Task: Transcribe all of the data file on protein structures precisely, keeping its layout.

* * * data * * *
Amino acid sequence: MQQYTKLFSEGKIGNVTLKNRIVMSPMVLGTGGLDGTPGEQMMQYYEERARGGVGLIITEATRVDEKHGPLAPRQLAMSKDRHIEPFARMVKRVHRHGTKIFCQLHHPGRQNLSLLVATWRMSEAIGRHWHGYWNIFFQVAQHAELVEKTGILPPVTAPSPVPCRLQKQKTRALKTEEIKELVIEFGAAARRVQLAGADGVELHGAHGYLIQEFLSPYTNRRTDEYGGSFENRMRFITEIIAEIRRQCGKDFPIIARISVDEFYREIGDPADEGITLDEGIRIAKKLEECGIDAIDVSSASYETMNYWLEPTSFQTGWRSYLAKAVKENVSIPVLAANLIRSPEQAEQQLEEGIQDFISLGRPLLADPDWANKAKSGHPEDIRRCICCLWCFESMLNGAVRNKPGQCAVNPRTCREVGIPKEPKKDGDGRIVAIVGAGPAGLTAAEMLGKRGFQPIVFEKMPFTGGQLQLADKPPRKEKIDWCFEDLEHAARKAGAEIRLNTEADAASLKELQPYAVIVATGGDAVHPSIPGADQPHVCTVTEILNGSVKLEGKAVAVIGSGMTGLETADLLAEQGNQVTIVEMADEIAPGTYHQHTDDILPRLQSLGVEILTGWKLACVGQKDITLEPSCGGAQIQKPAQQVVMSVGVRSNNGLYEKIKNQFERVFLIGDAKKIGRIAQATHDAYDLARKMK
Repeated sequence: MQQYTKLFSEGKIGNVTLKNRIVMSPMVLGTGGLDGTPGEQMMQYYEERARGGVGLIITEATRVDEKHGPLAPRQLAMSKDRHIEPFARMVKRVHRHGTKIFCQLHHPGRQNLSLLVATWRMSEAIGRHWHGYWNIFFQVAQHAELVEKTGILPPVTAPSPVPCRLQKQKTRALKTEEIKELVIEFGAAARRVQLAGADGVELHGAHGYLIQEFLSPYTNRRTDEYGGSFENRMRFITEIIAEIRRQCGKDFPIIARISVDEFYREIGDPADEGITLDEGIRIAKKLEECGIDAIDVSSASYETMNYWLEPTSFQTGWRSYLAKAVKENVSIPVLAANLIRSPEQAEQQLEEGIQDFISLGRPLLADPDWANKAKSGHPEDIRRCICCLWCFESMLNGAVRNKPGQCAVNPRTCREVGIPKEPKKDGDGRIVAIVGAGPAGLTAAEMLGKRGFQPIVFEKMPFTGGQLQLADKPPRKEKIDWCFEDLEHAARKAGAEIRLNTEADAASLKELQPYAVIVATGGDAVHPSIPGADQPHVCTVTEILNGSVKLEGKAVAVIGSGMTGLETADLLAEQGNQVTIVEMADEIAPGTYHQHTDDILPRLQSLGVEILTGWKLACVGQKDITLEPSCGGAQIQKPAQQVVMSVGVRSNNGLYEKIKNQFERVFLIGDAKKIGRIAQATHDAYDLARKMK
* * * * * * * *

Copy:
Amino acid sequence: MQQYTKLFSEGKIGNVTLKNRIVMSPMVLGTGGLDGTPGEQMMQYYEERARGGVGLIITEATRVDEKHGPLAPRQLAMSKDRHIEPFARMVKRVHRHGTKIFCQLHHPGRQNLSLLVATWRMSEAIGRHWHGYWNIFFQVAQHAELVEKTGILPPVTAPSPVPCRLQKQKTRALKTEEIKELVIEFGAAARRVQLAGADGVELHGAHGYLIQEFLSPYTNRRTDEYGGSFENRMRFITEIIAEIRRQCGKDFPIIARISVDEFYREIGDPADEGITLDEGIRIAKKLEECGIDAIDVSSASYETMNYWLEPTSFQTGWRSYLAKAVKENVSIPVLAANLIRSPEQAEQQLEEGIQDFISLGRPLLADPDWANKAKSGHPEDIRRCICCLWCFESMLNGAVRNKPGQCAVNPRTCREVGIPKEPKKDGDGRIVAIVGAGPAGLTAAEMLGKRGFQPIVFEKMPFTGGQLQLADKPPRKEKIDWCFEDLEHAARKAGAEIRLNTEADAASLKELQPYAVIVATGGDAVHPSIPGADQPHVCTVTEILNGSVKLEGKAVAVIGSGMTGLETADLLAEQGNQVTIVEMADEIAPGTYHQHTDDILPRLQSLGVEILTGWKLACVGQKDITLEPSCGGAQIQKPAQQVVMSVGVRSNNGLYEKIKNQFERVFLIGDAKKIGRIAQATHDAYDLARKMK
Repeated sequence: MQQYTKLFSEGKIGNVTLKNRIVMSPMVLGTGGLDGTPGEQMMQYYEERARGGVGLIITEATRVDEKHGPLAPRQLAMSKDRHIEPFARMVKRVHRHGTKIFCQLHHPGRQNLSLLVATWRMSEAIGRHWHGYWNIFFQVAQHAELVEKTGILPPVTAPSPVPCRLQKQKTRALKTEEIKELVIEFGAAARRVQLAGADGVELHGAHGYLIQEFLSPYTNRRTDEYGGSFENRMRFITEIIAEIRRQCGKDFPIIARISVDEFYREIGDPADEGITLDEGIRIAKKLEECGIDAIDVSSASYETMNYWLEPTSFQTGWRSYLAKAVKENVSIPVLAANLIRSPEQAEQQLEEGIQDFISLGRPLLADPDWANKAKSGHPEDIRRCICCLWCFESMLNGAVRNKPGQCAVNPRTCREVGIPKEPKKDGDGRIVAIVGAGPAGLTAAEMLGKRGFQPIVFEKMPFTGGQLQLADKPPRKEKIDWCFEDLEHAARKAGAEIRLNTEADAASLKELQPYAVIVATGGDAVHPSIPGADQPHVCTVTEILNGSVKLEGKAVAVIGSGMTGLETADLLAEQGNQVTIVEMADEIAPGTYHQHTDDILPRLQSLGVEILTGWKLACVGQKDITLEPSCGGAQIQKPAQQVVMSVGVRSNNGLYEKIKNQFERVFLIGDAKKIGRIAQATHDAYDLARKMK